I am no longer a GT owner! Yes, you read that right, and yes I’m of course referring to my Alfa Romeo 1750 GTV Bertone.
Well, I’m perhaps getting slightly ahead of myself as the Alfa Romeo is still physically in my possession. But after long and thorough consideration, I’ve put it up for sale. As such, I have already mentally prepared myself upon being without my GT, and instead spending more time behind the wheel of my beloved Citroën DS. It’s part of a grand plan to achieve a simpler life which includes owning fewer classic cars to maintain. However, as far back as I can recall, I have always owned a GT of some sort. I can’t help but question my own decision, but am I merely being a bit of a dramaqueen when I ask: Can I really live without a GT?
Time will tell. But I can already sense that the pending departure of the Alfa Romeo has awoken my curiosity for other classic GT’s. There is after all no harm in looking. Being a bit philosophical about it, there’s a saying along the lines of: When one door closes, another door opens. Which possibly explains why I suddenly find myself stumbling over more interesting classics for sale on the internet than is usually the case.
From a historical perspective, I’ve always found cars from the grand continent of North America quite interesting. But somehow – and at times probably self-inflicted – something has always “gotten in the way” of me owning one. I must therefore confess to a total lack of experience with American classics when it comes to judging their virtues. Nonetheless, I still find them terribly interesting to read, write and even dream about.
By the mid-1970’s General Motors found themselves battling for their compact Chevrolet Vega model range, mostly due to reliability issues with the engines and not least the bodies inherent tendency to rapidly decompose into a pile of rust. GM had invested heavily in their new and compact H-body, and thus seeked to utilise it for as many GM models as possible in an attempt to regain some of the invested capital. This strategy resulted in a variety of models such as the Chevrolet Monza, Buick Skyhawk and Pontiac Sunbird. But it was the sleek Oldsmobile Starfire which hit the market as the nicest of the vast H-body family.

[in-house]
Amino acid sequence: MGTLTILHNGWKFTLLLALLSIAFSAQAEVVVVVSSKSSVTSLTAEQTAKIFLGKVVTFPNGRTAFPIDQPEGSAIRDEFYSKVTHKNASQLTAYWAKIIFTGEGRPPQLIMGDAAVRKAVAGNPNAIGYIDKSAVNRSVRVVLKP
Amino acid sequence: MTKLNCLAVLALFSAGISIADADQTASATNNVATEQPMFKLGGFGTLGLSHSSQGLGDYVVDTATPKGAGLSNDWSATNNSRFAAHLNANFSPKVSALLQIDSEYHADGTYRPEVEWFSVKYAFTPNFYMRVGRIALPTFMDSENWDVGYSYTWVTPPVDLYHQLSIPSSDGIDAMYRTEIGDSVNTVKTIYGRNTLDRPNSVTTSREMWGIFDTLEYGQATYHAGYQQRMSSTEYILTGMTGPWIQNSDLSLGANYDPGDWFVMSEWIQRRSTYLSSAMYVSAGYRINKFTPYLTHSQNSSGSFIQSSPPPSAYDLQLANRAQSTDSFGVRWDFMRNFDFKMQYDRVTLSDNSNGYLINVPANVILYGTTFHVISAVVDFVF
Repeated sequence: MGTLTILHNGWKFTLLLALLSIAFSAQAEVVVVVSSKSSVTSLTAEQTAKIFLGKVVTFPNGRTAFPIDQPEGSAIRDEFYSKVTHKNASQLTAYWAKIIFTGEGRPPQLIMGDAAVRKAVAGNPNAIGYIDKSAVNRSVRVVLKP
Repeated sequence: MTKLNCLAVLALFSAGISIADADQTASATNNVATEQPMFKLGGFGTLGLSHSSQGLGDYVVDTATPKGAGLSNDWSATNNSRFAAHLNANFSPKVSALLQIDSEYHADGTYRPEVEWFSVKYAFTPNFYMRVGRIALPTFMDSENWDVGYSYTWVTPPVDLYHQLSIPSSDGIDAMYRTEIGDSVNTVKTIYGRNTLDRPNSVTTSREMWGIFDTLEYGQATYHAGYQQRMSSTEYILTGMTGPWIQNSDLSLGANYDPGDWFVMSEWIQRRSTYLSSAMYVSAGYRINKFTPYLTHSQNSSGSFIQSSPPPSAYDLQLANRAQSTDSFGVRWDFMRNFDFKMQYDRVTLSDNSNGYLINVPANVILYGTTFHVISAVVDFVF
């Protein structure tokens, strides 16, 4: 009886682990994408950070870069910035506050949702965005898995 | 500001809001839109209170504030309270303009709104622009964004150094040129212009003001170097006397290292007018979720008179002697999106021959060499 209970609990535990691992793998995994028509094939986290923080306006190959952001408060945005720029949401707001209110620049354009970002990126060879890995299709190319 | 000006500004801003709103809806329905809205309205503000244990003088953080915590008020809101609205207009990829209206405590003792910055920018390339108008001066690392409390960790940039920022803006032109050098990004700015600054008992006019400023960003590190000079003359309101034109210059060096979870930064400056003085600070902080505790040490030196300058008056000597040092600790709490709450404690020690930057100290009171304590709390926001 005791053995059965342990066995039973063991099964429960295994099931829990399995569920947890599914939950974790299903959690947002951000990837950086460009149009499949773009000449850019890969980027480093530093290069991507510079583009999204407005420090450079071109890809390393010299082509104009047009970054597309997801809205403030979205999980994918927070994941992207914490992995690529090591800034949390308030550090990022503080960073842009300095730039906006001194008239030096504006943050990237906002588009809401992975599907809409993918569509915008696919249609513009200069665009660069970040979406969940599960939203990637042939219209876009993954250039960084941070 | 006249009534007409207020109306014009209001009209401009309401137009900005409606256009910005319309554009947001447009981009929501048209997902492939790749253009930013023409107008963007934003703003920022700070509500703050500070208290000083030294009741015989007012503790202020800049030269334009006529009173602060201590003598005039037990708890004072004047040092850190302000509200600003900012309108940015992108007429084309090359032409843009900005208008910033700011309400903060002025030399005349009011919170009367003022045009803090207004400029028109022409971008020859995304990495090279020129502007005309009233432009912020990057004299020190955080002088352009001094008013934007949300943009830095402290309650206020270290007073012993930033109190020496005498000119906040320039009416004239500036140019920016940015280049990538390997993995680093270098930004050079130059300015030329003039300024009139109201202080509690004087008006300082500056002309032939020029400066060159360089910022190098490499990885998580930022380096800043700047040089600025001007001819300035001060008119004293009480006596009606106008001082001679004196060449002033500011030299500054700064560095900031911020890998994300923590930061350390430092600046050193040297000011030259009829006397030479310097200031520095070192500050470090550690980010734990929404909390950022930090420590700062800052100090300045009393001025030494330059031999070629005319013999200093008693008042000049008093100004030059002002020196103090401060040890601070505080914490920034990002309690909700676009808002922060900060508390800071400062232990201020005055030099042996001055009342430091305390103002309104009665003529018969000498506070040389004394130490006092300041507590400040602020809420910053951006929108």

Despite a big practical hatchback, the Oldsmobile Starfire GT had a distinct coupé design with a very obvious resemblance to the then very modern Ferrari 365 GTC/4. As with all other GM products of that era, there was a seemingly endless list of options enabling customers to spec their new cars with a broad combination of different interior-packages, optional equipment, various wheels and tyres and not least external graphics. Furthermore, for the 1978 model year, Starfire customers had the choice of a standard 2.5-litre 4-cylinder Iron Duke engine, a Buick-derived 3.8-litre V6 or the range-topping Chevy 305 V8. Transmissions could be either a four- or a five-speed manual or the virtually-mandatory-in-the-US three-speed automatic.
The particular Oldsmobile Starfire GT from 1978 shown above is for sale in the US – on Craigslist – at a mere $ 3,900. The selling owner claims that the car is totally rustfree and that the indicated 49,000 miles are true and correct. The condition of the interior suggests that he might well be right. He goes on to explain that the car has been laid up for five years, but that the V6 engine and the automatic gearbox has since been serviced with all new fluids, hoses and some gaskets too where necessary. Only the factory air condition doesn’t work.
It all adds up to a rare and interesting GT available on a very slim budget – even including shipping to Denmark and not least those horrid Danish import taxes. There’s no denying that it’s a handsome car, and I would argue that GM Europe were inspired by it when they shortly after designed the Opel Manta B and the big-brother Opel Monza. Granted, the H-body cars don’t enjoy the most illustrious image as classic cars. Maybe they really weren’t very good and deserve a life in the shadows of greater creations.
Or maybe the broad consensus is wrong. Maybe these cars are simply misunderstood. Is it in fact an affordable darlingfor Grand Touring through Denmark? Or as a crowdpleaserat a local harbour on a summer’s Tuesday evening – for those of us lacking a GT in our garage?